We live in a world that is increasingly getting connected. In such a world, trade agreements are bound to expand internationally, and to think and act otherwise would be downright stupid.
These global trade agreements, as such, are either bilateral or multilateral understanding between two or multiple countries and govern the trade policies between them. These agreements have a massive impact on worldwide trade and investments and are one of the major causes responsible for shaping business relationships across the globe. And while such agreements might not affect directly affect the place where you live or operate, being aware of the current trade agreements can definitely uncover numerous opportunities.
Forming up opinions is up to you; we do not intend to initiate an argument over how good or how bad these global trade agreements are. This article aims to get you familiarized with such agreements and tell if your supply chain could be affected or not.
While a few countries have settled upon free trade agreements and are in the process of widening them, a number of other nations have formed common markets and unions; this form of development can a have a thorough effect on small-scale businesses.
Two of the most common agreements are the Trans-Pacific Partnership (TPP) between Australia, New Zealand, Singapore, Canada, Brunei, Peru, Mexico, Chile, Malaysia and Japan, and the North American Free Trade Agreement (NAFTA) between Canada, United States and Mexico.
Now, how such agreements impact your local business’s supply chain depends on a simple fact; whether your business is an importer, exporter or neither.
Scenario 1: You neither import nor export
It’s fairly easy to decide whether you are an importer or not, right? I understand that you do not directly source products from a foreign supplier, and technically speaking, that doesn’t make you an importer. However, trade agreements can still impact you. Your suppliers are directly affected by such regulations, and this vulnerability can affect your supply chain.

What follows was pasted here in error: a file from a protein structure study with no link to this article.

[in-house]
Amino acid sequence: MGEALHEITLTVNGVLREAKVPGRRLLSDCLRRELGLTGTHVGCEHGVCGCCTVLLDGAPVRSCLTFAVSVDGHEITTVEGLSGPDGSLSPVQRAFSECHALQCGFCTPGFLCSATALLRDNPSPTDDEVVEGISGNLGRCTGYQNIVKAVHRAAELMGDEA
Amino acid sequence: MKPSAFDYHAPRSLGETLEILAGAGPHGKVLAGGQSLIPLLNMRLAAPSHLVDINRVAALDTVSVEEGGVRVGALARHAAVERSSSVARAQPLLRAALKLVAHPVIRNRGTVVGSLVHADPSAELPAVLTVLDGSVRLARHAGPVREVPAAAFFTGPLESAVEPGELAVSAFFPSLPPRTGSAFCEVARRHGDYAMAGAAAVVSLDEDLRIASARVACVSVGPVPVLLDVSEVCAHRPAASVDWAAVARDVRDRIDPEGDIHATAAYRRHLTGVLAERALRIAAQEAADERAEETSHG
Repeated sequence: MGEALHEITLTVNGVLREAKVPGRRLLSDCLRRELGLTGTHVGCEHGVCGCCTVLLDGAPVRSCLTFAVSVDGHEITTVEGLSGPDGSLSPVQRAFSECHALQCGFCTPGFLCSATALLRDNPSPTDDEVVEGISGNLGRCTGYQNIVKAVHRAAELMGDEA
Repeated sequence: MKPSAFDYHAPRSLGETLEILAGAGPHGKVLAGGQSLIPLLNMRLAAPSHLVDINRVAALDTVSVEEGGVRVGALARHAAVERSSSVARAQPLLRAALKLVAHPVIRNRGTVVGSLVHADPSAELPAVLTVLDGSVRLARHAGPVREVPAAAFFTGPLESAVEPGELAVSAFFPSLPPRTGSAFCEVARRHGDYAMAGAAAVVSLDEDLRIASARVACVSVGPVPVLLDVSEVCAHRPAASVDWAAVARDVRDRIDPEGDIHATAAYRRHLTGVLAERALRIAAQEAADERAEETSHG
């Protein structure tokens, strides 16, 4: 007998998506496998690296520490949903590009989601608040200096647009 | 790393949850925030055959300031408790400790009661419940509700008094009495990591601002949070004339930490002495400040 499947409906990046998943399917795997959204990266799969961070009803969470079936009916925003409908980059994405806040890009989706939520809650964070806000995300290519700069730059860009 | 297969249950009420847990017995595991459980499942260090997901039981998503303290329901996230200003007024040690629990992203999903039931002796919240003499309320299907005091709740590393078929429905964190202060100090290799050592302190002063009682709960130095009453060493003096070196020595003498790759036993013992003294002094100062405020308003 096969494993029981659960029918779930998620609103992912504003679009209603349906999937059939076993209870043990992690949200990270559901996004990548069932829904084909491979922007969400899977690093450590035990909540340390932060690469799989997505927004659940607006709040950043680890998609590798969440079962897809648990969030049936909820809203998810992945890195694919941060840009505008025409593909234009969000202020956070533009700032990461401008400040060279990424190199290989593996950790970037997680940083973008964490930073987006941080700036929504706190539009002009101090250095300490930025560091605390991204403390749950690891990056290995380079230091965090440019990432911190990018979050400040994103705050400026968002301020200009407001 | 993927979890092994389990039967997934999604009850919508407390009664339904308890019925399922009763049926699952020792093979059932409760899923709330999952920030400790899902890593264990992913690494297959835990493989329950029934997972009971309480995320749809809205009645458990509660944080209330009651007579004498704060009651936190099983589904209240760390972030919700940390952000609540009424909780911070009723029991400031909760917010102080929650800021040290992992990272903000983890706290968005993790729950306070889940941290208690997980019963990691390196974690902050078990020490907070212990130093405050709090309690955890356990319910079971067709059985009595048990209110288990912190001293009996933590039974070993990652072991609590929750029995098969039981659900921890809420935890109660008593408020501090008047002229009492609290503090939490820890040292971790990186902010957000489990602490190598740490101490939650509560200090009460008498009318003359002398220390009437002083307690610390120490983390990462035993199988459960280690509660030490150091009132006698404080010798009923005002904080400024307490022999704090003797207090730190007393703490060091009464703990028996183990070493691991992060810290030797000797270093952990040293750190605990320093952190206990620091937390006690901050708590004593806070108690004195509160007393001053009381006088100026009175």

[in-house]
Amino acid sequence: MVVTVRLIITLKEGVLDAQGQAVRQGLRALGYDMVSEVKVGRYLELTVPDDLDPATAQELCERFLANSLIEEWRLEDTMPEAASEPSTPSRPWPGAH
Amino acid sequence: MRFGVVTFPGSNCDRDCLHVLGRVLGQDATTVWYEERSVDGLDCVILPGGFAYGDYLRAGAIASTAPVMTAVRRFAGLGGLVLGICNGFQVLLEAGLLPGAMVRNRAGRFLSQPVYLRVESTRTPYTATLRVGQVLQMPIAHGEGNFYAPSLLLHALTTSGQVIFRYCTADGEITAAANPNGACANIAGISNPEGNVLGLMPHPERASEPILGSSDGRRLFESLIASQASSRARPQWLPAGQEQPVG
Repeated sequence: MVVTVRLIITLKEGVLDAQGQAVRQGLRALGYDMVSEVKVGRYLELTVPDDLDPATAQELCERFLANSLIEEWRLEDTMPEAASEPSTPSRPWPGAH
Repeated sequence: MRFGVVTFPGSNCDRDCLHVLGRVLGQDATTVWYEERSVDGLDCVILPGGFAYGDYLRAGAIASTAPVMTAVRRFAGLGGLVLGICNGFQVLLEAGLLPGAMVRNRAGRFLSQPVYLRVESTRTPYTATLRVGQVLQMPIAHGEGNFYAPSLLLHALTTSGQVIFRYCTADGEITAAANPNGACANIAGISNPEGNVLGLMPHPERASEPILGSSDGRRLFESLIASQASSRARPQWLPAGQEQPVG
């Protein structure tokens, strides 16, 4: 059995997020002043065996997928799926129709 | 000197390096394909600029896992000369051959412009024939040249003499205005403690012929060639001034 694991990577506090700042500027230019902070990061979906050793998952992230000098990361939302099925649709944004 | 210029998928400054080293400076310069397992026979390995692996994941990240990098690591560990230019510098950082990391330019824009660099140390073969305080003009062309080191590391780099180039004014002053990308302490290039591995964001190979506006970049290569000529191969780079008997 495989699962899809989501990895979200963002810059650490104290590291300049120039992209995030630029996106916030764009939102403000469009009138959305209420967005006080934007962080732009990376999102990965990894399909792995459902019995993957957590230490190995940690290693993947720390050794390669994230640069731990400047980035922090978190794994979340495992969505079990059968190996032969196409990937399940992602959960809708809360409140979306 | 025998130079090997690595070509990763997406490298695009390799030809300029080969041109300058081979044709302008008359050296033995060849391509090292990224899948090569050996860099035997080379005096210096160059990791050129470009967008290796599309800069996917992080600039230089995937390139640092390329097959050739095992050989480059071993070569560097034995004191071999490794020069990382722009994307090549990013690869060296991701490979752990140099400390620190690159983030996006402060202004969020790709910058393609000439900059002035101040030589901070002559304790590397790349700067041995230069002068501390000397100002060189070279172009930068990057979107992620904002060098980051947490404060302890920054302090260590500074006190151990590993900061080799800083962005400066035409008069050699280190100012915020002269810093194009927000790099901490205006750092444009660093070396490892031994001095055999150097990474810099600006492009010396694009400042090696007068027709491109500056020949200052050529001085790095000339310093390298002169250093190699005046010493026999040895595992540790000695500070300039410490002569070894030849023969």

Keep the distinction in mind.
Scenario 2: You identify yourself as an importer
Owing to the low cost manufacturing in some countries, many small scale suppliers are able to compete with global giants.
With a trade agreement between two countries, most of the times, the country with lower labour costs benefits when the trade tariffs are lowered or eliminated. With trade agreements, importers usually get to source low-cost goods and it allows for the unrestricted movement of such low-cost goods through higher cost partner nation.
In case, such an agreement is dissolved, an importer would inevitably face a higher cost of goods and thus look for cheaper sourcing options, decrease their operational costs, and ultimately increase the prices, which would be borne by the customers, of course.
Scenario 3: You are an exporter
This even counts if you sell products that another firm exports because at some point or other, taxes would be levied on your sold goods. So how does it affect you? Your customers end up paying higher amounts for your products.
With a trade agreement in place between the country where the product originates and the receiving country, the very same products would move through the receiving nation freely. In such cases, you’d definitely want to keep such an agreement intact and leverage this competitive advantage you have in this particular country bound by trade regulations.